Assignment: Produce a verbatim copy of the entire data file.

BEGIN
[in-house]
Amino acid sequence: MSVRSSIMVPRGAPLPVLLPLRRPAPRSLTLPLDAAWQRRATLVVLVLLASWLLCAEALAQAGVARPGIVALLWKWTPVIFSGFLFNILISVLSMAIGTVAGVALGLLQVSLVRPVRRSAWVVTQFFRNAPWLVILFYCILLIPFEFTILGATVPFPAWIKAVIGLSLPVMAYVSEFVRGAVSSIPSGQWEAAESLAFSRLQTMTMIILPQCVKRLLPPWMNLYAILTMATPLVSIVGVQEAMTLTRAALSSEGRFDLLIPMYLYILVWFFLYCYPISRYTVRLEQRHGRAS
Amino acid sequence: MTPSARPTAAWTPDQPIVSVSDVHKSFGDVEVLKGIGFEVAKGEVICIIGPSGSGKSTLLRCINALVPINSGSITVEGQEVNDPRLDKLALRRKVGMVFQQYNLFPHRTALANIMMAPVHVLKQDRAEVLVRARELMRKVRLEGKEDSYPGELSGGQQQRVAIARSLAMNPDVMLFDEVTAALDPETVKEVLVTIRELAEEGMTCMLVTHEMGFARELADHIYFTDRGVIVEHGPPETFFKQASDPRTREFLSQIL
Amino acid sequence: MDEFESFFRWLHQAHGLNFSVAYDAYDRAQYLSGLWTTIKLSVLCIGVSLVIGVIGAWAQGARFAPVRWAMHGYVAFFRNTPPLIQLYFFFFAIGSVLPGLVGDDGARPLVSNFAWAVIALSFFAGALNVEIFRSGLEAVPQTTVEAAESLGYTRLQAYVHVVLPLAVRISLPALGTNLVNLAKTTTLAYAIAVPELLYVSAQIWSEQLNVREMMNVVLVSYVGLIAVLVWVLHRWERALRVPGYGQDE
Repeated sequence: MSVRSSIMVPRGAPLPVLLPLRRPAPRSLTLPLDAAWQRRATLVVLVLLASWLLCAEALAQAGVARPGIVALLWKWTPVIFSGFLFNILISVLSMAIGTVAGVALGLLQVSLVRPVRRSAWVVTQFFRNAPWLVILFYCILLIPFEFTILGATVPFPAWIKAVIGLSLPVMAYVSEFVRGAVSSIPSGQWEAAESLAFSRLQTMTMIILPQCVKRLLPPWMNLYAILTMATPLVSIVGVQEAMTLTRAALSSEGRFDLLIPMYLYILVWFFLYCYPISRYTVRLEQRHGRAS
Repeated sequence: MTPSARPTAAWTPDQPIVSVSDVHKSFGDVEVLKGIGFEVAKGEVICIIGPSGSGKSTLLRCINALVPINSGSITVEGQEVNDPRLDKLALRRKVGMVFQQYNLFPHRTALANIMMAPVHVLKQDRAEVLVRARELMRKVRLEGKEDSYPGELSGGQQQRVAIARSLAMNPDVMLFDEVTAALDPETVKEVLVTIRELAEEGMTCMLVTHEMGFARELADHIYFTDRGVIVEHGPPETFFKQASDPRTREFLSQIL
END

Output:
[in-house]
Amino acid sequence: MSVRSSIMVPRGAPLPVLLPLRRPAPRSLTLPLDAAWQRRATLVVLVLLASWLLCAEALAQAGVARPGIVALLWKWTPVIFSGFLFNILISVLSMAIGTVAGVALGLLQVSLVRPVRRSAWVVTQFFRNAPWLVILFYCILLIPFEFTILGATVPFPAWIKAVIGLSLPVMAYVSEFVRGAVSSIPSGQWEAAESLAFSRLQTMTMIILPQCVKRLLPPWMNLYAILTMATPLVSIVGVQEAMTLTRAALSSEGRFDLLIPMYLYILVWFFLYCYPISRYTVRLEQRHGRAS
Amino acid sequence: MTPSARPTAAWTPDQPIVSVSDVHKSFGDVEVLKGIGFEVAKGEVICIIGPSGSGKSTLLRCINALVPINSGSITVEGQEVNDPRLDKLALRRKVGMVFQQYNLFPHRTALANIMMAPVHVLKQDRAEVLVRARELMRKVRLEGKEDSYPGELSGGQQQRVAIARSLAMNPDVMLFDEVTAALDPETVKEVLVTIRELAEEGMTCMLVTHEMGFARELADHIYFTDRGVIVEHGPPETFFKQASDPRTREFLSQIL
Amino acid sequence: MDEFESFFRWLHQAHGLNFSVAYDAYDRAQYLSGLWTTIKLSVLCIGVSLVIGVIGAWAQGARFAPVRWAMHGYVAFFRNTPPLIQLYFFFFAIGSVLPGLVGDDGARPLVSNFAWAVIALSFFAGALNVEIFRSGLEAVPQTTVEAAESLGYTRLQAYVHVVLPLAVRISLPALGTNLVNLAKTTTLAYAIAVPELLYVSAQIWSEQLNVREMMNVVLVSYVGLIAVLVWVLHRWERALRVPGYGQDE
Repeated sequence: MSVRSSIMVPRGAPLPVLLPLRRPAPRSLTLPLDAAWQRRATLVVLVLLASWLLCAEALAQAGVARPGIVALLWKWTPVIFSGFLFNILISVLSMAIGTVAGVALGLLQVSLVRPVRRSAWVVTQFFRNAPWLVILFYCILLIPFEFTILGATVPFPAWIKAVIGLSLPVMAYVSEFVRGAVSSIPSGQWEAAESLAFSRLQTMTMIILPQCVKRLLPPWMNLYAILTMATPLVSIVGVQEAMTLTRAALSSEGRFDLLIPMYLYILVWFFLYCYPISRYTVRLEQRHGRAS
Repeated sequence: MTPSARPTAAWTPDQPIVSVSDVHKSFGDVEVLKGIGFEVAKGEVICIIGPSGSGKSTLLRCINALVPINSGSITVEGQEVNDPRLDKLALRRKVGMVFQQYNLFPHRTALANIMMAPVHVLKQDRAEVLVRARELMRKVRLEGKEDSYPGELSGGQQQRVAIARSLAMNPDVMLFDEVTAALDPETVKEVLVTIRELAEEGMTCMLVTHEMGFARELADHIYFTDRGVIVEHGPPETFFKQASDPRTREFLSQIL